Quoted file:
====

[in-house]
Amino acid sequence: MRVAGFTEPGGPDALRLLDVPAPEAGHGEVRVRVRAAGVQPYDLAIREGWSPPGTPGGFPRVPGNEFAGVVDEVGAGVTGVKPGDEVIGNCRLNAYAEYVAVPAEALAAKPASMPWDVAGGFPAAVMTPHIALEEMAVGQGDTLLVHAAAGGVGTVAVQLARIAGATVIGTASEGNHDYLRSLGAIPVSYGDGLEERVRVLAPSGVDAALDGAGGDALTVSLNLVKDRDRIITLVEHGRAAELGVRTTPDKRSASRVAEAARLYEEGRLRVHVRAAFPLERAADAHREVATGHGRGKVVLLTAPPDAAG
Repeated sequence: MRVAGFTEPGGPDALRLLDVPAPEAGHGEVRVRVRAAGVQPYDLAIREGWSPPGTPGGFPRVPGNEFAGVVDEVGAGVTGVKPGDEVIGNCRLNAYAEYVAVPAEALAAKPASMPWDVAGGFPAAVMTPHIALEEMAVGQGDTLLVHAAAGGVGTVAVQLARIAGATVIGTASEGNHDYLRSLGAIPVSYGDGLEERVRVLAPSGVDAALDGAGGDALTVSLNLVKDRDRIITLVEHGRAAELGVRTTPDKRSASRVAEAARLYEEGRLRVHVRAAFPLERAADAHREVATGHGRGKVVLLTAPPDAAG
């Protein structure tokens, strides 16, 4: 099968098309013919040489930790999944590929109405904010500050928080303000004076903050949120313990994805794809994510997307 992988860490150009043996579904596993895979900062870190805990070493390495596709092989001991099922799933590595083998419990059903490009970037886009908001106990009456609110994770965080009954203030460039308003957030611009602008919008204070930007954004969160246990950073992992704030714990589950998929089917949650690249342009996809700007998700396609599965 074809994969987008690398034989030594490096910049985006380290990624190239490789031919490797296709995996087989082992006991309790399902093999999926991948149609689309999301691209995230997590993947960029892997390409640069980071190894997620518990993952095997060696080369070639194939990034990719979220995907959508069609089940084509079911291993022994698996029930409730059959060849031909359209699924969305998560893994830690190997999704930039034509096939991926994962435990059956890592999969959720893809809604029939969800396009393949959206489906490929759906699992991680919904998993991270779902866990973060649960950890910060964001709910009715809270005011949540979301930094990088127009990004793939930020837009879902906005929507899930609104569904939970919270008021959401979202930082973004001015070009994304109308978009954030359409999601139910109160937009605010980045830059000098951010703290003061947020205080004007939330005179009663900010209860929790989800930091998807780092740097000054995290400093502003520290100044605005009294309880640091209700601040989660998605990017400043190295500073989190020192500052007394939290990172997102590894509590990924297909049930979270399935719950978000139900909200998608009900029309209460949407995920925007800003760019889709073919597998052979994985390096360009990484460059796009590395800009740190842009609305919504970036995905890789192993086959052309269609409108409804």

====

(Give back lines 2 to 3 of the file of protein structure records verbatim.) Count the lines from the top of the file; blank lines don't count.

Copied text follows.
Amino acid sequence: MRVAGFTEPGGPDALRLLDVPAPEAGHGEVRVRVRAAGVQPYDLAIREGWSPPGTPGGFPRVPGNEFAGVVDEVGAGVTGVKPGDEVIGNCRLNAYAEYVAVPAEALAAKPASMPWDVAGGFPAAVMTPHIALEEMAVGQGDTLLVHAAAGGVGTVAVQLARIAGATVIGTASEGNHDYLRSLGAIPVSYGDGLEERVRVLAPSGVDAALDGAGGDALTVSLNLVKDRDRIITLVEHGRAAELGVRTTPDKRSASRVAEAARLYEEGRLRVHVRAAFPLERAADAHREVATGHGRGKVVLLTAPPDAAG
Repeated sequence: MRVAGFTEPGGPDALRLLDVPAPEAGHGEVRVRVRAAGVQPYDLAIREGWSPPGTPGGFPRVPGNEFAGVVDEVGAGVTGVKPGDEVIGNCRLNAYAEYVAVPAEALAAKPASMPWDVAGGFPAAVMTPHIALEEMAVGQGDTLLVHAAAGGVGTVAVQLARIAGATVIGTASEGNHDYLRSLGAIPVSYGDGLEERVRVLAPSGVDAALDGAGGDALTVSLNLVKDRDRIITLVEHGRAAELGVRTTPDKRSASRVAEAARLYEEGRLRVHVRAAFPLERAADAHREVATGHGRGKVVLLTAPPDAAG